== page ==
Brainstorm where you’ll place the clues
Choose spots your kids will be familiar with that are safe from curious pets or wandering toddlers. Some ideas: snack pantry, a bathroom mirror, their pillow, the flatware drawer or a potted plant.
Start at the end and work your way forward
When writing and placing the clues, you’ll need to start with the final clue and work your way forward. Place your destination prize. Then write a clue that will lead to that location. Place that clue, and then write a clue leading to it to place in the next location. So on and so on. The ages of the kids (and their attention spans) should be your guide for how many clues to place. A good starting guideline is to give them no more than their age number in clues, so six clues max for a 6-year-old.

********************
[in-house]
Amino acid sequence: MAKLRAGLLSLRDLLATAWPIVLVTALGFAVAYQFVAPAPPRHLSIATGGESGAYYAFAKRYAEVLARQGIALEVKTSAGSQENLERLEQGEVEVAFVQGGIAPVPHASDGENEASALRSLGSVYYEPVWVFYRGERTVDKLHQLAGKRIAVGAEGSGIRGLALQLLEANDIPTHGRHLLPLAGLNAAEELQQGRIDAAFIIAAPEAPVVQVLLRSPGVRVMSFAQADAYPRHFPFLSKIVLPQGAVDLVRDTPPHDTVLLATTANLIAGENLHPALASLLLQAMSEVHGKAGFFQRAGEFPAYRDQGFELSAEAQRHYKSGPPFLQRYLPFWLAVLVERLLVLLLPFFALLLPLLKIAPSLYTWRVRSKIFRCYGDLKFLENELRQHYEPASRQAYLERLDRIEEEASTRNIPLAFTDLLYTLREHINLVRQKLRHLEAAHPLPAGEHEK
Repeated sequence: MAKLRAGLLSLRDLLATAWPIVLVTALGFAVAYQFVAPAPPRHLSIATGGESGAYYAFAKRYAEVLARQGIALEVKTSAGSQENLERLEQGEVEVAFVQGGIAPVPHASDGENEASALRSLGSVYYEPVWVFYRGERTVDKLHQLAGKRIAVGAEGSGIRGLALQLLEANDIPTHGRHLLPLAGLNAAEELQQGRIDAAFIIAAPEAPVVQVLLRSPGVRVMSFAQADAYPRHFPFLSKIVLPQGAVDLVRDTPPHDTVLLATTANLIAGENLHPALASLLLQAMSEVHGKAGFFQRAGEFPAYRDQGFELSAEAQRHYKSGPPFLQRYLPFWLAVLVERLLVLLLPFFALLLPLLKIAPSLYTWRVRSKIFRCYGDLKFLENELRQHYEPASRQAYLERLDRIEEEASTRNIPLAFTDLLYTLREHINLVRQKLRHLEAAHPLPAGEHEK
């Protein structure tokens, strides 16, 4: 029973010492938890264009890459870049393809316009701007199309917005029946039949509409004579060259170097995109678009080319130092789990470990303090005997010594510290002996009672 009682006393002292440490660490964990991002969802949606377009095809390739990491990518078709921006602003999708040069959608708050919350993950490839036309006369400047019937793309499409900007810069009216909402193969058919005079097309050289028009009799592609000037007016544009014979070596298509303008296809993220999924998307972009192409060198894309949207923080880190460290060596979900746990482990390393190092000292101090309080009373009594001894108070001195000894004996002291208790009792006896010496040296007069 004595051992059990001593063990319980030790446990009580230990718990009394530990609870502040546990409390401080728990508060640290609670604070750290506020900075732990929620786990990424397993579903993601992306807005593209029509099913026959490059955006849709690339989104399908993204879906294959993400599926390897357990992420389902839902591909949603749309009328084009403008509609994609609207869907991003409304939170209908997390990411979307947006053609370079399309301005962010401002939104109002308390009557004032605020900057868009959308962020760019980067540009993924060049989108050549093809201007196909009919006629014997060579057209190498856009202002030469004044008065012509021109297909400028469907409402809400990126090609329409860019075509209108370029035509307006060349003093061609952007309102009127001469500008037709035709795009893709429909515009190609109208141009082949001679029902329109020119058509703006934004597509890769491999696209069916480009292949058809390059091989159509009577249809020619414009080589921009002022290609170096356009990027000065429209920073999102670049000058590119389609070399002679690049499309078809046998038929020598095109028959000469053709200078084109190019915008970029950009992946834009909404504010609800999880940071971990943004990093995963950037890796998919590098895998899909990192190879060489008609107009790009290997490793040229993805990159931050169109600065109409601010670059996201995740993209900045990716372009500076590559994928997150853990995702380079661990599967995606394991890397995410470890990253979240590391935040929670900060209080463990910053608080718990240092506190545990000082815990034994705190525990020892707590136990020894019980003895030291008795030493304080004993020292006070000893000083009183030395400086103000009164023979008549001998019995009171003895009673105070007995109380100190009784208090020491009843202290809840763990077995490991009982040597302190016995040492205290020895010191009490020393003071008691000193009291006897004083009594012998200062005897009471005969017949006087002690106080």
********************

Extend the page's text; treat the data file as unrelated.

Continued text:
Get creative when writing your clues
Be as creative as you want! This is the second most fun part. (The first is watching the kids enjoy the hunt.) You can choose a theme and tie all of the clues in to it, or make each clue rhyme, or really challenge with brainteaser-style clues that have to be solved before moving to the next one.
Gather the kids to begin the hunt
For older tweens and teens: Rather than writing out rhyming clues, give them a list of interesting objects or situations and send them out into the neighborhood or around the mall to take pictures of what they find. This is also great fun as a competition between two teams — whoever makes it back to the meeting spot with pictures of all the clues gets first choice on the food.